As the legislature prepares to introduce an expanded wine bill-one that will begin to allow liquor store operators to enter the new century-those who want to preserve the untenable status quo are still acting as if a state sponsored monopoly is good for both retailers and consumers. We'll now see if the majority of state law makers disagree with this antediluvian view: "A new proposal to sell wine in New York supermarkets is surfacing in Albany after liquor store interests helped kill an earlier bill. Democratic Assemblyman Joseph Morelle of Monroe County is proposing additional elements to the bill that would address long-standing concerns of liquor store owners worried that selling wine in supermarkets would kill their businesses."
James Odato of the Ties Union outlines the details: "Assemblyman Joseph Morelle, who is still seeking a law to allow wine sales in grocery stores, has drafted a bill he hopes will sell the idea before the session ends. His measure allows liquor stores to have multiple locations. It creates a medallion system to make a liquor license more liquid. It allows cooperative buying groups for package stores, and longer store hours; wine tastings would be easier to set up; and restrictions on selling to bodegas and restaurants would be lifted. And everyone buying alcohol would have to be proofed."
In other words. a win for all; but not everyone sees things this way. As one liquor store owner told CBS TV in NYC: "But liquor store owners fear the measure would drive out one of the state's last vestiges of mom-and-pop retail. "I just want to point out to you if this bill passes, to my right is a Food Emporium, to my left is another small kosher market, both of whom would be eager to start selling wines," said liquor store owner Gary Wartels of Skyview Wines in Riverdale. Wartels also said it could put many of the state's more than 2,700 liquor stores out of business."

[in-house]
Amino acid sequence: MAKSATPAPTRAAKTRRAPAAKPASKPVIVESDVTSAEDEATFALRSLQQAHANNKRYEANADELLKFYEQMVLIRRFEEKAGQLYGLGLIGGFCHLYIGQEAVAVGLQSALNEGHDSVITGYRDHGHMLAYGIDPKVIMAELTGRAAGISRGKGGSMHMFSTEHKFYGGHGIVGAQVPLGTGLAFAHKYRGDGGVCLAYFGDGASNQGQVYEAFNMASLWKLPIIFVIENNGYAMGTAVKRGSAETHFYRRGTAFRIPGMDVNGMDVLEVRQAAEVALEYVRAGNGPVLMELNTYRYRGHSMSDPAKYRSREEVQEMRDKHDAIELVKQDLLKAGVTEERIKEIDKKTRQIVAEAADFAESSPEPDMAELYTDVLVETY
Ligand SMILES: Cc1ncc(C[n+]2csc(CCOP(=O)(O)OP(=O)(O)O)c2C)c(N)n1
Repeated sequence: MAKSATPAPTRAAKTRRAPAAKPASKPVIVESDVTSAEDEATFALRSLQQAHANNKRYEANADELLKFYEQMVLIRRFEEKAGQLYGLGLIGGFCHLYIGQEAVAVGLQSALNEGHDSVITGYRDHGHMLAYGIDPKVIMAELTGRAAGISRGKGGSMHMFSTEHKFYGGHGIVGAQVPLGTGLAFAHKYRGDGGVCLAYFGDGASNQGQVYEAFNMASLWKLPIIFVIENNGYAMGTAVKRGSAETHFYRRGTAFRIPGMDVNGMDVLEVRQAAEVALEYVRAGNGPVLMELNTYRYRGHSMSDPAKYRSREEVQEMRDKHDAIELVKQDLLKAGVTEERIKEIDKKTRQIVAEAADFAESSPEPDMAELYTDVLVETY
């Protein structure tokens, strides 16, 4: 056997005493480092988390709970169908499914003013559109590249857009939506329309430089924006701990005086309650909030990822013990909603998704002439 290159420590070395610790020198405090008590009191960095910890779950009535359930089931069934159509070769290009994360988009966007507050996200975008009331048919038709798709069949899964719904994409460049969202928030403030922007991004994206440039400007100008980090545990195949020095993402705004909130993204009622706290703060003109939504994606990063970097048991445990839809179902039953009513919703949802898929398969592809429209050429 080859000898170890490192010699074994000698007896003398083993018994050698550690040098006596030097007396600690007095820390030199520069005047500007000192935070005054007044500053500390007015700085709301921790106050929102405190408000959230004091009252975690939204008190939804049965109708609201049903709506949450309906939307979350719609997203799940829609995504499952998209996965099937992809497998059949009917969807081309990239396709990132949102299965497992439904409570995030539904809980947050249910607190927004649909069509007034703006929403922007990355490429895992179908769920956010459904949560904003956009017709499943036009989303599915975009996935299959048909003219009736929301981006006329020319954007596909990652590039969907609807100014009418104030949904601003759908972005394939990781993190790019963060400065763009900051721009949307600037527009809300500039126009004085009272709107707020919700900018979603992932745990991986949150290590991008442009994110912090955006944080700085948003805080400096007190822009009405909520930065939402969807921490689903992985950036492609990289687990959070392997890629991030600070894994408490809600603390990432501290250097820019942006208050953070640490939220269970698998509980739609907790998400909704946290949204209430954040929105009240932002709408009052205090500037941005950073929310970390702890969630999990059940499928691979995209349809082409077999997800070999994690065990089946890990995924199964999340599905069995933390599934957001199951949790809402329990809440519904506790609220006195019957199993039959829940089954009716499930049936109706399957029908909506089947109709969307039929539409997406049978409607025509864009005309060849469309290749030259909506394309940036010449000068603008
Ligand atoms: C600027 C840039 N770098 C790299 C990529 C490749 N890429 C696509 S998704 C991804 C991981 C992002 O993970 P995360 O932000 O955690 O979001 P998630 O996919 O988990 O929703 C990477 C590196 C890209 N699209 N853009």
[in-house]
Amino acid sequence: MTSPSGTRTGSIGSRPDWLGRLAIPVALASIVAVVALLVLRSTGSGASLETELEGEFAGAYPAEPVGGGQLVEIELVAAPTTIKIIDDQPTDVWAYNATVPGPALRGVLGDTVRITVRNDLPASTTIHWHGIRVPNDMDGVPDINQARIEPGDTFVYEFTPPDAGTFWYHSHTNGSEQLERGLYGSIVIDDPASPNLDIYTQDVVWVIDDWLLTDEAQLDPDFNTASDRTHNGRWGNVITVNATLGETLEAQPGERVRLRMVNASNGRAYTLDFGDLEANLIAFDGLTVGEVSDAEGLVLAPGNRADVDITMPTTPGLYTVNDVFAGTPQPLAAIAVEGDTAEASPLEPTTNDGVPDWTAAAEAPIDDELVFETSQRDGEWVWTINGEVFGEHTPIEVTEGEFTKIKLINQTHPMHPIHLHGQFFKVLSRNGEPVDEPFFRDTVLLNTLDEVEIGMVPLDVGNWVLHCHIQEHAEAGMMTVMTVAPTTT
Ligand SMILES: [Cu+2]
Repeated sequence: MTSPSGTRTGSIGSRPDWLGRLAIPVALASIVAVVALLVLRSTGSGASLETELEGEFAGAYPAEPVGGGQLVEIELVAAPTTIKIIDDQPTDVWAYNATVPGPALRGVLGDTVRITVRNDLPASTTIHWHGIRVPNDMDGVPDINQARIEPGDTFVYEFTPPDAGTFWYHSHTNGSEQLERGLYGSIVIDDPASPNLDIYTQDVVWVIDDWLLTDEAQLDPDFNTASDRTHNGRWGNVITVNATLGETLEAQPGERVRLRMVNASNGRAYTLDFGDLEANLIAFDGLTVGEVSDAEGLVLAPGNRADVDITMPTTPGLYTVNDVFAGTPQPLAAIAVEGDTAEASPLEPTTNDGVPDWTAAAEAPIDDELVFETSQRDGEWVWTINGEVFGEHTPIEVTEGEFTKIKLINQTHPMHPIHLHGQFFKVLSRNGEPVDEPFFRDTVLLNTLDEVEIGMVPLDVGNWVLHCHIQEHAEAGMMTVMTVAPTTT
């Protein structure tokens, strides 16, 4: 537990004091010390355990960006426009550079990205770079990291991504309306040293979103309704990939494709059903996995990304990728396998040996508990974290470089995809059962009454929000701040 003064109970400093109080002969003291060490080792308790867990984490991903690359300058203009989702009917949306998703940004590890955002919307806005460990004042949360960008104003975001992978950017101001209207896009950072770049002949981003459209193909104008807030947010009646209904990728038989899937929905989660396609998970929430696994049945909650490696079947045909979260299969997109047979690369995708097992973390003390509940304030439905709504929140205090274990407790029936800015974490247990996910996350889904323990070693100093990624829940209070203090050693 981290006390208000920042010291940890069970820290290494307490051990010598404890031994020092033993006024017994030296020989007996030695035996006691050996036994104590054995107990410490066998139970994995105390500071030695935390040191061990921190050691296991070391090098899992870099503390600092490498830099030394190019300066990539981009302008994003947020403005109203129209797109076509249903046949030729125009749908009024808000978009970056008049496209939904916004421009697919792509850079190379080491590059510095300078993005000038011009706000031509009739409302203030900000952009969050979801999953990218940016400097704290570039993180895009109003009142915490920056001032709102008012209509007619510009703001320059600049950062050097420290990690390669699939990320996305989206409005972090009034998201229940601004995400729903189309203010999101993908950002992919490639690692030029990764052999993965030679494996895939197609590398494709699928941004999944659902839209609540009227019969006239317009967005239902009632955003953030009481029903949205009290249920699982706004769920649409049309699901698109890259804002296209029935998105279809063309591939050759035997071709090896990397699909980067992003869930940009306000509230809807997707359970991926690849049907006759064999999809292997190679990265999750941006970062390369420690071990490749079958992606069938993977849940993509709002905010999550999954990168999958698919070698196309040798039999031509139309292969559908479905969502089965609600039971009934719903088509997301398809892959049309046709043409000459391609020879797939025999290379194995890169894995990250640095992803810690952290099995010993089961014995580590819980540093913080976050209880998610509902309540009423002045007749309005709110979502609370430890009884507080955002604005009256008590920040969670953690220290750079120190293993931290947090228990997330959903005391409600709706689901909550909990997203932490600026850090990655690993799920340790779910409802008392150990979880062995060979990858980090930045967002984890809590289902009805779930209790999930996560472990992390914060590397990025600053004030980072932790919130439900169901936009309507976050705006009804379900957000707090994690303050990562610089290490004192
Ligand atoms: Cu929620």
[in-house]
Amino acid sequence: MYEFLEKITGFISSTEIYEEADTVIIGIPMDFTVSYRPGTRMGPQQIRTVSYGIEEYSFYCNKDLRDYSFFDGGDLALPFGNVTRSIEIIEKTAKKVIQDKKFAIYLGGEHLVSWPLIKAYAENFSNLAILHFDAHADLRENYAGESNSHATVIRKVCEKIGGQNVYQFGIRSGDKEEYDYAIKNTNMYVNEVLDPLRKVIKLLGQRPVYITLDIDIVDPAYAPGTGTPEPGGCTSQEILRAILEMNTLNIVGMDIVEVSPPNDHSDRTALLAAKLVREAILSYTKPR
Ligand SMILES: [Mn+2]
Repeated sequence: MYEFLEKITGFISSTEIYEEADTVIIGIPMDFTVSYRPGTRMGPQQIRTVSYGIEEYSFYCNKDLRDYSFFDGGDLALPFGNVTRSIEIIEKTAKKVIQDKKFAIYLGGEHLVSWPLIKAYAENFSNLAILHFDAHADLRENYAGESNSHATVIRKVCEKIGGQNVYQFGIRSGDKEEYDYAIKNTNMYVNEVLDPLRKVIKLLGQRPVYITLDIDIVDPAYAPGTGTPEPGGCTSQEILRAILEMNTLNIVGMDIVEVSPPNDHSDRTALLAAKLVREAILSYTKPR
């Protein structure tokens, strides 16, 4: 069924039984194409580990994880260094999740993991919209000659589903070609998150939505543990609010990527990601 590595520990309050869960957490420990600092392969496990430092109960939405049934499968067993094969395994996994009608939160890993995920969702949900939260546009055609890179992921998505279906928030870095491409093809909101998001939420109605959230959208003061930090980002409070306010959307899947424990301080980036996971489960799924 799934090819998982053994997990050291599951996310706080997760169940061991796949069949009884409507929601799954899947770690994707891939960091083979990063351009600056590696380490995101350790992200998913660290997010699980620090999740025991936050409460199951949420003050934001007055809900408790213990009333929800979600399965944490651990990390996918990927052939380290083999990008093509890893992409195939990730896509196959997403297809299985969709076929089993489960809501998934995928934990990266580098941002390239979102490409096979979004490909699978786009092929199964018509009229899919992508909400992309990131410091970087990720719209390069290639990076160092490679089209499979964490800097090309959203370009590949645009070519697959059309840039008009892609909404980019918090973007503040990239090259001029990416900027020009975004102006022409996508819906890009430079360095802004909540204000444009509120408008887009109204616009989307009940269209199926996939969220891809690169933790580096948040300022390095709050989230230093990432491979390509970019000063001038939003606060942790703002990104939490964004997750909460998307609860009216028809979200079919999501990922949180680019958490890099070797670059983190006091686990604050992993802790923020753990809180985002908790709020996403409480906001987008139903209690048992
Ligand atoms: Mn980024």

But why would it do so? In over thirty other states liquor stores and supermarkets sell wine-often occupying the same shopping center without the feared cannibalization; and in those states the number of liquor stores often increases as wine sales go up. In other words. it's not the zero sum game that opponents of the Morelle bill allege.
In addition, as we have pointed out, this could be really good for struggling local supermarkets: "Allowing supermarkets, and food stores to sell wine would net the state nearly $160 million in licensing revenues in the first two years and help these retailers in a tough economy. "It would be good for supermarkets, particularly in New York city, because we have been losing supermarkets, 300 in the last five years," said Richard Lipsky of Gristedes."
Which, if it were to happen, would be a boon for Mom and Pop retailers-contrary to the self serving spin of opponents afraid of any changes in the outdated state laws on liquor selling. As Odato points out, it will also help the New York wineries; another small business niche that has been somehow forgotten in the propaganda blitz from the liquor lobby: ""It helps the wineries, helps the wine business in New York state," Morelle said. The initiative is expected to raise more than $100 million the first year by selling supermarkets licenses."
So with state revenues plummeting, and compromise in the air, it's up to the governor and the legislative leaders to take the Morelle bill and run with it. And in the case of the state treasury, it will be running straight to the bank!